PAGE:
Categories > Books > Peter Pan > Star Mile

Captain Hook.

by amphytrion 0 reviews

Wendy is older now and coming to realize that not everything is as simple as good triumphing over evil. Hook/Wendy on the way.

Category: Peter Pan - Rating: R - Genres: Drama, Romance - Characters: Hook, Wendy - Published: 2007-06-24 - Updated: 2007-06-25 - 788 words


A dim, purple sky hovered over Neverland as it lay in a seemingly perpetual winter. Ice covered the entire island, causing it to twinkle like a crystal tiara atop a blue pillow that stretched in all directions. The sea was frozen and dusted with snow that reflected the stars glittering above. The only crack in the smoothness of the image was a large ship, unmoving in the horizon, its wooden sides speckled with snow and dripping with icicles. Small, contained fires burned on deck to warm the crew still working tirelessly to protect the ship from frost. They worked mostly in silence, listening to the sounds of ice being scraped off the ropes and the crackle of their fires.

Within a cabin, though, a loud noise pierced the darkness as metal slammed into wood. "Damn it all, Smee, why can't that bloody little ingrate just stay put?!" The first noise was followed by several more clanging bangs as Captain James Hook of The Jolly Roger drove his hook deeper and deeper into his desk. "Where does he even go? What business could he possibly have anywhere else?" Infuriated, he tossed the hook across the warmly lit cabin where it smashed into an expensive looking bottle not two inches from Smee's head.

"Ohsweetmercy," breathed the boatswain as he tentatively patted his head. "Ah, Captain, ain't it, ah, good... that... he's... gone...?" Smee pulled his hat over his ears more before bending to clean up the shattered glass. "I mean, and all, you do so hate him, and-"

"And what, Smee? And so I ought to be happy when he disappears to wherever it is he goes-and really, where could the brat be going; what could he have to do,--GAH!" Hook breathed in slowly and spoke in a low voice that increased in volume as he went on, "Ought I to be pleased that the horrid little thing can disappear on a whim and completely desolate the island ?!" He smashed his hook into the desk again, this time leaving it stuck, and collapsed into a padded red chair. "Oh, Smee." Hook's left hand covered his eyes and rubbed at them. "It isn't only the ice, you know."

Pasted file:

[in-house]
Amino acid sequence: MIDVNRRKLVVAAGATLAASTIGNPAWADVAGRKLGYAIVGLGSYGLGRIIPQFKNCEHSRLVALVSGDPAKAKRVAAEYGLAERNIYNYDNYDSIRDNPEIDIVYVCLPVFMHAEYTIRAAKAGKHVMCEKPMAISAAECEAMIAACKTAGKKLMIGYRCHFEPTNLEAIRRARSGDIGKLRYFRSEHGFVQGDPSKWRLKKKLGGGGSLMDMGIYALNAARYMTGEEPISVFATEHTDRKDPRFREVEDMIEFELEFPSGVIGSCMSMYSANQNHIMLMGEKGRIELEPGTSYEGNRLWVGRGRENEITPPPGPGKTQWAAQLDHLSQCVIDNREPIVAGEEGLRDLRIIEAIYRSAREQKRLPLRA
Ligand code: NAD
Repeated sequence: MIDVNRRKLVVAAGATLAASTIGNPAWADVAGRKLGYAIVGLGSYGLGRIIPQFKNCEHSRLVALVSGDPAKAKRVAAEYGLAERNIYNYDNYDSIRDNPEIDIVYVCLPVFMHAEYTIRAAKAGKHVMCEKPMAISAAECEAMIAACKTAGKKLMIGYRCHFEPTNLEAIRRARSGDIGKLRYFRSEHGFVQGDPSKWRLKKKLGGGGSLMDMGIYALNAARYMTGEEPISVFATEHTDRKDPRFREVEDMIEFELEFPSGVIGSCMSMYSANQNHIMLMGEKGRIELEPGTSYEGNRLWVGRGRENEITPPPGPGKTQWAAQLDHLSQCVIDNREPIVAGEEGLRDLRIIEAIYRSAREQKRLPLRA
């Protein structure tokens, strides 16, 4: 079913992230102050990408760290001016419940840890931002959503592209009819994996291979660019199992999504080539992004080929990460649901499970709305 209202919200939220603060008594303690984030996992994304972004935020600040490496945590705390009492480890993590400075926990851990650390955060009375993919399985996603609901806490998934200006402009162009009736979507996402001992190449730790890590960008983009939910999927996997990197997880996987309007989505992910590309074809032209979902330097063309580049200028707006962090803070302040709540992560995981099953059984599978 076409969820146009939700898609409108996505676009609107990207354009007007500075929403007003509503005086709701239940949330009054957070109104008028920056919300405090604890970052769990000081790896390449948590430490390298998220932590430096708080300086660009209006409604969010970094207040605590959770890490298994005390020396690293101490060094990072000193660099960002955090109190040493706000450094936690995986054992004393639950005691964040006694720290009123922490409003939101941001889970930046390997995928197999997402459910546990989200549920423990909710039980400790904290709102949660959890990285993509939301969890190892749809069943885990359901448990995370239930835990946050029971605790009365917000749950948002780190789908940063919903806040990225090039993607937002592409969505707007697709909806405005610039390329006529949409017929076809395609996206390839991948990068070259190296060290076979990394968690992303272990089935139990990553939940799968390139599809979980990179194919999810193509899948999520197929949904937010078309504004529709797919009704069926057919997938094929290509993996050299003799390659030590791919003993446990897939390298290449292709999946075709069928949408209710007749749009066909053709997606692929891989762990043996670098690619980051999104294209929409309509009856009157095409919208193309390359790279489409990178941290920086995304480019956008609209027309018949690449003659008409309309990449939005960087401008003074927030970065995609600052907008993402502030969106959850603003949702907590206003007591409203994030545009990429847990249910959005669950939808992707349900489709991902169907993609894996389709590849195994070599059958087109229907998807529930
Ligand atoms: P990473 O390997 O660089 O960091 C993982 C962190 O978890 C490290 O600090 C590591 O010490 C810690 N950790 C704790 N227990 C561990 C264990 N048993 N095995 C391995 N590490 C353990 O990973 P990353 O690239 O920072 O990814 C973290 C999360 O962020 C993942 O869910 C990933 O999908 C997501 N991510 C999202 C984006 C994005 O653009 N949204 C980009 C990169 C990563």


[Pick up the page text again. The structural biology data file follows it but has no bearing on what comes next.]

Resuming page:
"No, Cap'n?"

"Aye, Smee."

Smee waited for more, but it didn't come, so he finished sweeping up the bottle and dumped its remains into a waste bin. He stepped over to his Captain and began prying the hook out of its wooden prison. "Well, sir, even if it ain't only the ice, I reckon Pan'll be back soon," Smee grunted as he labored to pull the hook out. When he finally succeeded, he wiped it off with an embroidered cloth from the desk and laid it in front of Hook while saying, "Best have it ready, Cap'n, so's when the boy does show up, you'll be ready for 'im."

A heavy sigh left the Captain, but he pulled on his harness and screwed the hook into it. Smee was clever enough in a simple way, and Hook trusted him, but something stopped the Captain from sharing the whole of his anger. It wasn't enough for Pan to take away his hand; he took away his freedom, too. Anything Hook might have wanted to do besides hunt the boy was null because as soon as Pan was bored he could leave Neverland, which would be welcome if it didn't mean The Jolly Roger was encased in ice. Sometimes Hook wondered if he ought to have let the crocodile eat him, but that would really have given Pan everything.

"Now, Cap'n, sir, what sort of suit do you think for today?" Smee asked, buttoning down the shirt of his Captain.

Hook waved his left hand lazily and sighed. His face was painted with a sadness that enhanced the already fine features, making him as near beautiful as a mortal man could be. "The purple one, Smee," he said; even in sadness he was more than a little vain.

Smee held first the vest and then the jacket out for Hook to slip his arms through the sleeves, and then the boatswain would do up the buttons and lace up the boots. It was not a wholly offensive routine for the Captain, who never minded being waited on, but knowing it was even a little out of necessity somewhat embittered him to the process. Even the small details of his life inevitably led to back to Pan. As he grumbled over this last realization, the distinct and familiar groan of ice cracking pulled the Captain out of his thoughts. The corners of his mouth turned into a terrible smile, a smile that forgot his deep melancholy and some of his loveliness. The brat was back!

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